In his invaluable book The Divine Commodity, Skye Jethani reproduces a conversation between economist James Gilmore (author of The Experience Economy) and Leadership Journal staffers Marshall Shelley (MS), Eric Reed (ER), and Kevin Miller (KM) that gets to the problematic heart of some evangelical churches' drive toward producing a "worship experience." I excerpted it in my current book project (on the attractional church model), and thought it might be of interest to blog readers:
MS: So how does all this "experience providing" apply to the church?
Gilmore: It doesn't. When the church gets into the business of staging experiences, that quickly becomes idolatry.
MS: I'm stunned. So you don't encourage churches to use your elements of marketable experiences to create attractive experiences for their attenders?
Gilmore: No. The organized church should never try to stage a God experience.
KM: When people come to church, don't they expect an experience of some kind? Consumers approach the worship service with the same mindset as they do a purchase.
Gilmore: Increasingly you find people talking about the worship experience rather than the worship service. That reflects what's happening in the outside world. I'm dismayed to see churches abandon the means of grace that God ordains simply to conform to the patterns of the world.
KM: So what happens in church? Are people getting a service, because they're helped to do something they couldn't do on their own, that is, get closer to God? Or are they getting an experience, the encounter with God through worship?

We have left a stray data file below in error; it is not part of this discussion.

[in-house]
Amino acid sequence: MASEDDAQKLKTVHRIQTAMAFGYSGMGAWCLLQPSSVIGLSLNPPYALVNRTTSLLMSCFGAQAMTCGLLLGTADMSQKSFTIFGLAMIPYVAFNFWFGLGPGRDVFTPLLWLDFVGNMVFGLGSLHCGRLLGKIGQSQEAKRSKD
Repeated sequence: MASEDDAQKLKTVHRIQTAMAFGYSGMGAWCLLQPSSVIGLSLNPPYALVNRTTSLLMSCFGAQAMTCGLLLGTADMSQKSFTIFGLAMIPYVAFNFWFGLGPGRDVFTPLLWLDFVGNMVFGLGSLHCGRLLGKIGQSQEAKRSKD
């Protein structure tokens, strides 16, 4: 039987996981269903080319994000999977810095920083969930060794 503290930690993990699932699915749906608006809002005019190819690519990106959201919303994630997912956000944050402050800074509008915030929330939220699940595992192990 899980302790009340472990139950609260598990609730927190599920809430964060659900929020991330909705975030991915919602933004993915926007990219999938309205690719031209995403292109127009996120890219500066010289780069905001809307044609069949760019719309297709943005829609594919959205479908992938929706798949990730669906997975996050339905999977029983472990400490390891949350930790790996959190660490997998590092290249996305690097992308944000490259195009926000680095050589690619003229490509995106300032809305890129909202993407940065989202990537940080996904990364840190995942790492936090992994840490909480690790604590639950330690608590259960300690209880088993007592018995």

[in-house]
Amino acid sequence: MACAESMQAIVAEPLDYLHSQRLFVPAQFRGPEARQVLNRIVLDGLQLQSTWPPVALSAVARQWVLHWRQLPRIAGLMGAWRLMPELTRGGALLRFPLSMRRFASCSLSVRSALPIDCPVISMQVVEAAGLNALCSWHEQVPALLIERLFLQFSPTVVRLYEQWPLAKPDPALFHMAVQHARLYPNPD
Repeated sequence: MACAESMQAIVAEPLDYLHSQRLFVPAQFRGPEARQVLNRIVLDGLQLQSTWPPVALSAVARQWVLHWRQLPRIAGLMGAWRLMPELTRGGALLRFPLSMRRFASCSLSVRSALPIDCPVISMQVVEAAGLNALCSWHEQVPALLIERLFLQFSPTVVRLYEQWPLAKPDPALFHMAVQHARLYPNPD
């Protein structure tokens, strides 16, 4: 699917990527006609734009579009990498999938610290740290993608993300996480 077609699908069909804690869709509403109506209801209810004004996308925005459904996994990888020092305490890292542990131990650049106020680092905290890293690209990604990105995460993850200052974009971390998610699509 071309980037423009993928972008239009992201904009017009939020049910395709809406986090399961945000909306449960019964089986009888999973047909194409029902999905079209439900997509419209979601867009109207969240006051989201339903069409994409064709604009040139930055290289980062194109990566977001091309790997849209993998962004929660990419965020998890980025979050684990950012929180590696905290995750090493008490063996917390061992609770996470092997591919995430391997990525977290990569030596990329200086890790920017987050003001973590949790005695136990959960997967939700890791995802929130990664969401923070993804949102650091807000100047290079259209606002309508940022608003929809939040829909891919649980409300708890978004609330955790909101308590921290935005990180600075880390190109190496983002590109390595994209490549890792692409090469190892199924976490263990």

Gilmore: The word "getting" is, I think, the problem with contemporary Christianity. God is the audience of worship. What you get is, quite frankly, irrelevant as a starting point.
ER: But people, especially unchurched people, don't perceive it that way. They're expecting some return.
Gilmore: They come that way at first: "Give me, feed me, make me feel good." But they should be led to say, "Hey, this is not about me, God. Worship is to glorify you."
KM: But if my mission is to reach a consumerist culture—if I'm going to get a hearing for my message—then I'm going to have to provide something that the consumer considers of value.
Gilmore: That is the argument. But the only thing of value the church has to offer is the gospel. I believe that one result of the emerging Experience Economy will be a longing for authenticity. To the extent that the church stages worldly experiences, it will lose its effectiveness
—Skye Jethani, The Divine Commodity: Discovering a Faith Beyond Consumer Christianity (Grand Rapids, Michigan: Zondervan, 2009), 72-73.